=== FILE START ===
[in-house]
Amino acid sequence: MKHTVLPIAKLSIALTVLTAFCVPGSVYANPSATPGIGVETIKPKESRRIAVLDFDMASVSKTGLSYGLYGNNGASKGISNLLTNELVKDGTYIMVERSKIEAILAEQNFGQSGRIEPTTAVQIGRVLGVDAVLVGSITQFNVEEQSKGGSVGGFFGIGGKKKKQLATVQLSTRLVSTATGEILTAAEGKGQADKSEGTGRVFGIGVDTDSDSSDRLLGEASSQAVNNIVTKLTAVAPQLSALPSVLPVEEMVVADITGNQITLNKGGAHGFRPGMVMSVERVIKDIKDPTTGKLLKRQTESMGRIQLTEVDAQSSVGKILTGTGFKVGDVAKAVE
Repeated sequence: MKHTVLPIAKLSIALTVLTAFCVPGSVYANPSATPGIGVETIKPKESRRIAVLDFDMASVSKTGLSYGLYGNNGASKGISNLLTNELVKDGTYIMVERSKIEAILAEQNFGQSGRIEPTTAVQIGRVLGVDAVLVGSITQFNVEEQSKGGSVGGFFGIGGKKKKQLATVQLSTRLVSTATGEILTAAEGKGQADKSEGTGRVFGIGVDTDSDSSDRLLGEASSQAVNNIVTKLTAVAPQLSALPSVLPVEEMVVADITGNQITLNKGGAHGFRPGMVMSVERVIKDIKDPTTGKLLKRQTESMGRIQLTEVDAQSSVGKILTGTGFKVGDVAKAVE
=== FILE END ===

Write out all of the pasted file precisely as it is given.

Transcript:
[in-house]
Amino acid sequence: MKHTVLPIAKLSIALTVLTAFCVPGSVYANPSATPGIGVETIKPKESRRIAVLDFDMASVSKTGLSYGLYGNNGASKGISNLLTNELVKDGTYIMVERSKIEAILAEQNFGQSGRIEPTTAVQIGRVLGVDAVLVGSITQFNVEEQSKGGSVGGFFGIGGKKKKQLATVQLSTRLVSTATGEILTAAEGKGQADKSEGTGRVFGIGVDTDSDSSDRLLGEASSQAVNNIVTKLTAVAPQLSALPSVLPVEEMVVADITGNQITLNKGGAHGFRPGMVMSVERVIKDIKDPTTGKLLKRQTESMGRIQLTEVDAQSSVGKILTGTGFKVGDVAKAVE
Repeated sequence: MKHTVLPIAKLSIALTVLTAFCVPGSVYANPSATPGIGVETIKPKESRRIAVLDFDMASVSKTGLSYGLYGNNGASKGISNLLTNELVKDGTYIMVERSKIEAILAEQNFGQSGRIEPTTAVQIGRVLGVDAVLVGSITQFNVEEQSKGGSVGGFFGIGGKKKKQLATVQLSTRLVSTATGEILTAAEGKGQADKSEGTGRVFGIGVDTDSDSSDRLLGEASSQAVNNIVTKLTAVAPQLSALPSVLPVEEMVVADITGNQITLNKGGAHGFRPGMVMSVERVIKDIKDPTTGKLLKRQTESMGRIQLTEVDAQSSVGKILTGTGFKVGDVAKAVE